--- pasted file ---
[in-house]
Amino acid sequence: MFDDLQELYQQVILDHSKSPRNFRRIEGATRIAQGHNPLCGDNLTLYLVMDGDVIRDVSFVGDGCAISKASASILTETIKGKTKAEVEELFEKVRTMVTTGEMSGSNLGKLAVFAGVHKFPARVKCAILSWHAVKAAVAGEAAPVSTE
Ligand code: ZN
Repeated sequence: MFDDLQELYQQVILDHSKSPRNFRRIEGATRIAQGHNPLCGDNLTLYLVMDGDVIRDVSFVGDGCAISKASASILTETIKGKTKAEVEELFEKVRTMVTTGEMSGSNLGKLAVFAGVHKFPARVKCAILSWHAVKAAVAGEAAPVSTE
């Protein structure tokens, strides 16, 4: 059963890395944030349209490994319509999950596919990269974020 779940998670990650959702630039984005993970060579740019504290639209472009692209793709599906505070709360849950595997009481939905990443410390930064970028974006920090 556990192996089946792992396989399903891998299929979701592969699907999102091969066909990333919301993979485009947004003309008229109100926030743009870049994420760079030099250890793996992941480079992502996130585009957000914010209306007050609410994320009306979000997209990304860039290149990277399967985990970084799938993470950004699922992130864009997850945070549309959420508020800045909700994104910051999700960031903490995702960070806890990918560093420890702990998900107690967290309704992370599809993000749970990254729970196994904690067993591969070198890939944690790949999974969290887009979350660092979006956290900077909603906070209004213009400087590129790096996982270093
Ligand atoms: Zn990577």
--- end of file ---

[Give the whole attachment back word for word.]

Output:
[in-house]
Amino acid sequence: MFDDLQELYQQVILDHSKSPRNFRRIEGATRIAQGHNPLCGDNLTLYLVMDGDVIRDVSFVGDGCAISKASASILTETIKGKTKAEVEELFEKVRTMVTTGEMSGSNLGKLAVFAGVHKFPARVKCAILSWHAVKAAVAGEAAPVSTE
Ligand code: ZN
Repeated sequence: MFDDLQELYQQVILDHSKSPRNFRRIEGATRIAQGHNPLCGDNLTLYLVMDGDVIRDVSFVGDGCAISKASASILTETIKGKTKAEVEELFEKVRTMVTTGEMSGSNLGKLAVFAGVHKFPARVKCAILSWHAVKAAVAGEAAPVSTE
């Protein structure tokens, strides 16, 4: 059963890395944030349209490994319509999950596919990269974020 779940998670990650959702630039984005993970060579740019504290639209472009692209793709599906505070709360849950595997009481939905990443410390930064970028974006920090 556990192996089946792992396989399903891998299929979701592969699907999102091969066909990333919301993979485009947004003309008229109100926030743009870049994420760079030099250890793996992941480079992502996130585009957000914010209306007050609410994320009306979000997209990304860039290149990277399967985990970084799938993470950004699922992130864009997850945070549309959420508020800045909700994104910051999700960031903490995702960070806890990918560093420890702990998900107690967290309704992370599809993000749970990254729970196994904690067993591969070198890939944690790949999974969290887009979350660092979006956290900077909603906070209004213009400087590129790096996982270093
Ligand atoms: Zn990577």